Co-operation across project teams is recognised as the route to better practice. Certainly, many large contractors have recognised its potential or have been driven to do so by their clients. However, there is a danger that high-profile partnering successes have overshadowed the marginalisation of subcontractors, designers and suppliers, and the fact that most of the industry continues to operate in the traditional manner.
True partnering occurs only when the entire team is involved from the outset of a project. Indeed, Egan's holy grail of a more intimately connected supply chain will not be achieved until each link in the value chain is treated as an equal.
Manufacturers and product suppliers play a fundamental role in the supply chain and yet there is still too much emphasis on client and contractor relationships. For example, neither NHS Estates' Procure 21 nor the Ministry of Defence's prime contracting initiative includes the manufacturer in the procurement of best value. This is immensely frustrating for manufacturers as they are willing and able to deliver support at the design and specification stage of a project. Unfortunately, when it reaches contractor level, commercial pressures result in compromise and decisions based on price rather than best value. This can impair the quality of the finished product. And hawking business around suppliers in a repeat tendering process serves only to increase the cost of procurement for all the parties involved.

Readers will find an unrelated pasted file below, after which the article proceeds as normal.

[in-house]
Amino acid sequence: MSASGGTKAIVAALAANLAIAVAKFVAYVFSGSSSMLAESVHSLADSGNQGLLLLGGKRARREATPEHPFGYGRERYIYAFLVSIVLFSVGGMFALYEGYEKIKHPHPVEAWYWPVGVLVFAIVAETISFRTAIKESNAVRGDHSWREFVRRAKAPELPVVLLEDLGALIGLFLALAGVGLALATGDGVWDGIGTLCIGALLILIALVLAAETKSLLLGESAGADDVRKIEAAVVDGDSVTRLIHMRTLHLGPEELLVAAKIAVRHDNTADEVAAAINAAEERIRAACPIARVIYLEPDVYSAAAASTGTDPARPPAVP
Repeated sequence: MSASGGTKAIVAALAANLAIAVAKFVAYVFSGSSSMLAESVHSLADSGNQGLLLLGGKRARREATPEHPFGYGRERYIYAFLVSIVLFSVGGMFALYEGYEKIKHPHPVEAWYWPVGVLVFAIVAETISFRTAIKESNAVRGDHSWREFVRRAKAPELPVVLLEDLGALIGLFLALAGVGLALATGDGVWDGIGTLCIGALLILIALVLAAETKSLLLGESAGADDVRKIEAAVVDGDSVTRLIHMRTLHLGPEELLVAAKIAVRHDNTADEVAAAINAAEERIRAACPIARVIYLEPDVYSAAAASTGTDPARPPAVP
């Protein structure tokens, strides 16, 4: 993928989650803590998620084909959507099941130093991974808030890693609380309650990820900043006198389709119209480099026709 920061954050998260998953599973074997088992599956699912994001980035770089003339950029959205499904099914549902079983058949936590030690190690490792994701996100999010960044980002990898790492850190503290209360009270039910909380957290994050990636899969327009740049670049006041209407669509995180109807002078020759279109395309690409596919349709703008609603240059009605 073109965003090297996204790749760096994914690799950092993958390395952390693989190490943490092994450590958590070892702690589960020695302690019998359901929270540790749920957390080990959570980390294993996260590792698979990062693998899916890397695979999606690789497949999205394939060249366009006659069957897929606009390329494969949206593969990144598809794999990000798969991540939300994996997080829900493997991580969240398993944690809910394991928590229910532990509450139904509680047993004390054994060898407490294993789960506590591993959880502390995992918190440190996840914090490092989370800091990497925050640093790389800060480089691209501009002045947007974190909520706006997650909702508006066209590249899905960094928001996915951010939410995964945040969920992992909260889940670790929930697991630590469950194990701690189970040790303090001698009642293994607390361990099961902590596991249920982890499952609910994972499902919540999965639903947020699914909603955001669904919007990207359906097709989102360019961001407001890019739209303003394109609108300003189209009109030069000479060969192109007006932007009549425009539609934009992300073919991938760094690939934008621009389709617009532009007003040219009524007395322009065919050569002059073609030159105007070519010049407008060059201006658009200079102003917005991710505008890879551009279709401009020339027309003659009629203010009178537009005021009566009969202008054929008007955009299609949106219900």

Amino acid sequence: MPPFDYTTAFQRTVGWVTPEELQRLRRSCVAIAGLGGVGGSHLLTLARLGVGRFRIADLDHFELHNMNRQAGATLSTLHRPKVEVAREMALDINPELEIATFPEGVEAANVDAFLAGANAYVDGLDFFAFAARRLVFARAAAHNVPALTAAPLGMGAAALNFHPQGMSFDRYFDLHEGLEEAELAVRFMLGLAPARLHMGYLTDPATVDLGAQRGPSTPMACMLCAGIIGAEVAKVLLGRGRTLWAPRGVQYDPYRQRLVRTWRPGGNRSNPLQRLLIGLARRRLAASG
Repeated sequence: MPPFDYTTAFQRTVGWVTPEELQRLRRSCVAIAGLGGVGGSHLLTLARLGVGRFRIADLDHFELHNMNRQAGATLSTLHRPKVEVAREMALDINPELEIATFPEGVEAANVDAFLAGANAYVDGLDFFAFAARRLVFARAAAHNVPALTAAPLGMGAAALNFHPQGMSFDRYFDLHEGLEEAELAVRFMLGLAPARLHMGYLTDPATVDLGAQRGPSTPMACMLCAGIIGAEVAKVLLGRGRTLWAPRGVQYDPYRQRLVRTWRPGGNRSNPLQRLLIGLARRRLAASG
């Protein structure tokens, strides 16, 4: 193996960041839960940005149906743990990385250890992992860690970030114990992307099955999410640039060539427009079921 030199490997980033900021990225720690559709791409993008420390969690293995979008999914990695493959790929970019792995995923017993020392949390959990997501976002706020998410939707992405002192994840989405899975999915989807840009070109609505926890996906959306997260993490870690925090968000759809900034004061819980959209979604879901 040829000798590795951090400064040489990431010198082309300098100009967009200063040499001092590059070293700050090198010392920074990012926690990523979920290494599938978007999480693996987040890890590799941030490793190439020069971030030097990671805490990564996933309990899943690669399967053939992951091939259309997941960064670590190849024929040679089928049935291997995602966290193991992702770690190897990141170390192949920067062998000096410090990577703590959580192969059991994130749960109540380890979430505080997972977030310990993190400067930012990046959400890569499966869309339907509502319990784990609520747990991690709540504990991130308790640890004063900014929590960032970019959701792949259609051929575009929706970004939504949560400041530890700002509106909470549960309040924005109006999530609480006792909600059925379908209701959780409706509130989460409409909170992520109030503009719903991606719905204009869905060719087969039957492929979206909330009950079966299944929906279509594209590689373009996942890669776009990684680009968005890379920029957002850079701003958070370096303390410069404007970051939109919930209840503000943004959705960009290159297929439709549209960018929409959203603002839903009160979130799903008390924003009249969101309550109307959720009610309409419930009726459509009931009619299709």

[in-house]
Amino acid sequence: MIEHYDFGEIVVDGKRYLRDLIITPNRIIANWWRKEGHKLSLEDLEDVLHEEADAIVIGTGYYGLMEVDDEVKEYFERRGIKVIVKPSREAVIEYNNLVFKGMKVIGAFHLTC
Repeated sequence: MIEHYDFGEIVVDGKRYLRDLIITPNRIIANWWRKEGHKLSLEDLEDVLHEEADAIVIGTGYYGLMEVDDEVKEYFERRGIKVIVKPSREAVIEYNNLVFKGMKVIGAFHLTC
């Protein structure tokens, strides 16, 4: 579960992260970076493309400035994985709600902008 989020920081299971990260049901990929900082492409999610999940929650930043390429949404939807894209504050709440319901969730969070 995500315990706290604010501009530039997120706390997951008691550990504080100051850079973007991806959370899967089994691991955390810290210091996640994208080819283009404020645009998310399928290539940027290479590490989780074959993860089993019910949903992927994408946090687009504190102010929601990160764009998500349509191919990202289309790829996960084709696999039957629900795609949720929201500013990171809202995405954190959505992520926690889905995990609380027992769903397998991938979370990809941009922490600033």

If the industry shifts this emphasis to include suppliers from the start of a project, immediate value can be achieved and the long-term benefits for the industry would be far-reaching.
If involved early, manufacturers can drive innovation by developing new manufacturing techniques and products to fit individual schemes, improving availability and product quality and planning more effectively.
Designers requiring bespoke product solutions can be supported more effectively. It also builds in a phase to advise on construction details and delivery programming.
Egan’s holy grail of a more intimately connected supply chain will not be achieved until each link is treated as an equal
It's also important to recognise that, as part of the drive towards delivering value, manufacturers are sometimes obliged to reduce their revenue by recommending a change to product specifications.
Profit sometimes gets in the way of best practice and, while we all want to make money, it is important that the client receives the most effective value-for-money solution.
If the industry is going to see a positive change, manufacturers and suppliers need to be proactive and challenge clients and contractors to deliver better value.
For too long now, too many manufacturers have sat back and reacted to change. It's easy to see why. Calling for change might alienate key market sectors and antagonise clients and designers. Indeed, suppliers that occupy a dominant position in the market will not want to rock the boat if they are making significant revenue. However, supply-chain management is not a "them and us" conspiracy. It is a realistic, constructive solution to delivering real value to our industry and the construction process. If it is to come to fruition, manufacturers must be prepared to assert themselves as key players in the whole process.
They might be at the far end of the chain, but they cannot afford to let change be dictated to them. Manufacturers must take a role in bringing about change; it is vital that suppliers have a real voice in the industry.
Glen Sabin is managing director of Marshalls.